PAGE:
This was the title of an article by Steven Martin, published on 1 July in The West Australian. Here is the full text:
While some excel in class, others languish and become invisible in the culture of schools, writes Steven Martin
Chances are they were difficult babies, fidgety toddlers and now they are strange teenagers. You, as their parent, know they are bright, but trying to convince others is like trying to get them to see the silk in the sow’s ear; they need to get past the porcine problems first. Really bright kids often disguise themselves as sow’s ears.
Anyway the argument goes, like ducks, bright kids walk the walk and talk the talk … don’t they? Usually this means they perform well at school and are compliant. Well, research shows that many don’t perform well and are not compliant. That is unless they’re encouraged in the right way. Would you encourage a child who doesn’t seem to have what it takes? The problem is not hard to see.
Our Education Department, like similar departments around Australia, seeks the brightest teenagers through testing. Then, when they’ve found them, they put them into special programs. Everyone feels good about this: the minister, the department, the schools with the special programs, the parents and, of course, the successful test takers.
Oddly, hardly anyone stops to question whether the tests really find people who are bright or just people who are good at taking tests. Governments commit millions of dollars on the strength of the tests so you’d think someone would ask, after all, it’s our taxes and our bright kids. And what happens to the teenagers who are not selected for special help — does this mean they’re not intelligent?
Some vocal parents kick and scream against the test results since gaining admission to a special program is prestigious and they know their children are bright. Bureaucracy soon wears them out because it can’t cater for all.
Most just accept their children’s fate, now believing that the brightness they thought they saw was just a trick of the light. What would parents know in the face of statistics? Those who know anything about finding bright kids agree that parents know a lot.
Often their children, being great learners, learnt the nature of their relationship with education before they got to Year 4 and haven’t been interested since. They look for light outside the classroom window and sometimes mitigate their boredom by amusing themselves at the teacher’s expense, often developing poor reputations along the way. Why would they try to do well on tests or anything else the school asks of them? Why would the school go to any great lengths to cater for troublemakers?
The truth is, really bright kids become great at hiding, often under a shell of strangeness for fear the others might get to know and tease them. They understand all about tall poppies and, in the uniform world of school, they would rather be considered bizarre than brainy; goofy than gifted.
While some excel in classrooms, others languish and become invisible in the culture of schools, contenting themselves to hang out on the fringes with their weird mates. Unfortunately, their rich potential goes undiscovered when the whole community could benefit from it.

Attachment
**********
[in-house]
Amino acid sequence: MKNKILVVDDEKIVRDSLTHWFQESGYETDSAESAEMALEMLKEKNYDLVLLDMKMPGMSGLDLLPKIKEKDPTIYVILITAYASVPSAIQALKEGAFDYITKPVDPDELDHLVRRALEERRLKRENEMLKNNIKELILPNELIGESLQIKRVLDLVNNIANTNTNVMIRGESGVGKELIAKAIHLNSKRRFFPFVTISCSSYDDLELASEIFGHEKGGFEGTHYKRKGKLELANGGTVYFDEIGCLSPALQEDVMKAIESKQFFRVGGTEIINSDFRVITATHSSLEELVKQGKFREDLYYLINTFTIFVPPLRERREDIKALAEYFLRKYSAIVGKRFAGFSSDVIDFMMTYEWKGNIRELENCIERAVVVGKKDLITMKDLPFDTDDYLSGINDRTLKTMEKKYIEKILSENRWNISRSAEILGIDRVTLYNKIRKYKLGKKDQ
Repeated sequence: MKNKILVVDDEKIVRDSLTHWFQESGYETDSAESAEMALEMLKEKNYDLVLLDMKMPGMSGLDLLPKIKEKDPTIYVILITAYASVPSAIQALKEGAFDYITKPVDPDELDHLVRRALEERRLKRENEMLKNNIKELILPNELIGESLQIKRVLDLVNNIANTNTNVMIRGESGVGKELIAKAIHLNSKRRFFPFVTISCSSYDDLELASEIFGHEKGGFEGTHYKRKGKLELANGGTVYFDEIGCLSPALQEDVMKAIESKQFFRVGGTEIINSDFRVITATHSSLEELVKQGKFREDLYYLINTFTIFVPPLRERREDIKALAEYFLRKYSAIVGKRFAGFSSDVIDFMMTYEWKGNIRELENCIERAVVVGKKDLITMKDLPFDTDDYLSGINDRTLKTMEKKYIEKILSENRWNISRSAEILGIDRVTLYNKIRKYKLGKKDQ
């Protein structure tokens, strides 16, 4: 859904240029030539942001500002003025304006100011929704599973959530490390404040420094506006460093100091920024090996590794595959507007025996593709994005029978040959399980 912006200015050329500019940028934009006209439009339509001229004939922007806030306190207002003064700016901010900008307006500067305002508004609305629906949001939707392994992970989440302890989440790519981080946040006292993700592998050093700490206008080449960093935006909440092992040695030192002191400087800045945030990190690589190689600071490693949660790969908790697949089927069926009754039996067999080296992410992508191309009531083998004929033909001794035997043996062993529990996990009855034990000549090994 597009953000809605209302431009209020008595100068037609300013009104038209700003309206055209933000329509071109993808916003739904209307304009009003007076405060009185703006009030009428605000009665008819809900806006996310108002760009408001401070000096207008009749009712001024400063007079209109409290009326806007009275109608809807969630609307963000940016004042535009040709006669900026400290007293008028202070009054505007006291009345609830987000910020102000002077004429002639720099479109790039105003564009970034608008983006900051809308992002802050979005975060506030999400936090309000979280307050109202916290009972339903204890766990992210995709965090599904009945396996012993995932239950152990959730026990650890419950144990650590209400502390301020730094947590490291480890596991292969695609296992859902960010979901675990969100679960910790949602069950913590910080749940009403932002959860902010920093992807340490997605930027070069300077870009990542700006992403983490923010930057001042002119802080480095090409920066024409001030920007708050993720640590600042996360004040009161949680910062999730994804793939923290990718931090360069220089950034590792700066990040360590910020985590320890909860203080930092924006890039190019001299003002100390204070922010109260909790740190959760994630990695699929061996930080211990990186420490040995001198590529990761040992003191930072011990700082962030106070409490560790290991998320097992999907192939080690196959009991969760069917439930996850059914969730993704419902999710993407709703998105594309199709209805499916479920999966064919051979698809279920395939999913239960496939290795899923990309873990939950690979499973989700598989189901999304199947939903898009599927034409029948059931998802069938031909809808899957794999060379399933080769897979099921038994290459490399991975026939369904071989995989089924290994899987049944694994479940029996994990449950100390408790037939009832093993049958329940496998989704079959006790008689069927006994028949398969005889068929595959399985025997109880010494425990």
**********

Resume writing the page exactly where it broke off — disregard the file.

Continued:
No less a body than a select committee of the Australian Senate has said for years that little is being done in schools to mine the potential of our bright children. Alarmingly the committee has also said that many of these young people are ‘at risk’ as a result.
As a long-serving teacher, for me it’s not hard to see the reasons. Teachers are often tirelessly seeking to get the best for their students in the face of ever growing demands from the community.
How often have you heard the phrase, ‘they should teach them in school…’ relating to topics as varying as manners, driving, money management and so on? Most busy teachers, however dedicated, simply do not have the time to read theory and policy documents, particularly in relation to a group that mythology tells us is advantaged anyway. Research is full of good ideas which never reach the chalkface where they could be applied effectively.
A belief that is not uncommon is that bright kids will ‘rise to the top’ like cream, but the truth is that many teenagers are not even aware of their own brightness. Instead of rising, they’re more likely to sink under the weight of sameness and the boredom that ensues.
Instead of being taught pre-existing solutions to new problems, our bright kids need to be taught how to find new and better solutions for themselves since it’s the case that, those who have a solution are unlikely to look for others. Most teaching in schools across the curriculum requires students to remember information rather than critically evaluate it, however, if bright young people are to emerge from the classroom gloom, they need to be challenged by being given the skills to do this.
Experts in education writing for the United Nations have been arguing for years that teaching children to think and reason is as important in our modern age as teaching them to write was in the past. Those who have learnt to do this successfully are equipped for creating new ideas. There is no educationally sound reason these skills could not be taught to all in a way that would ‘value add’ to the curriculum. This may be the only way of rescuing all our bright kids from the problems that could trouble them at school and in their lives beyond. Think what we would gain as a community.
Steven Martin has been a teacher for more than 30 years, specialising in gifted children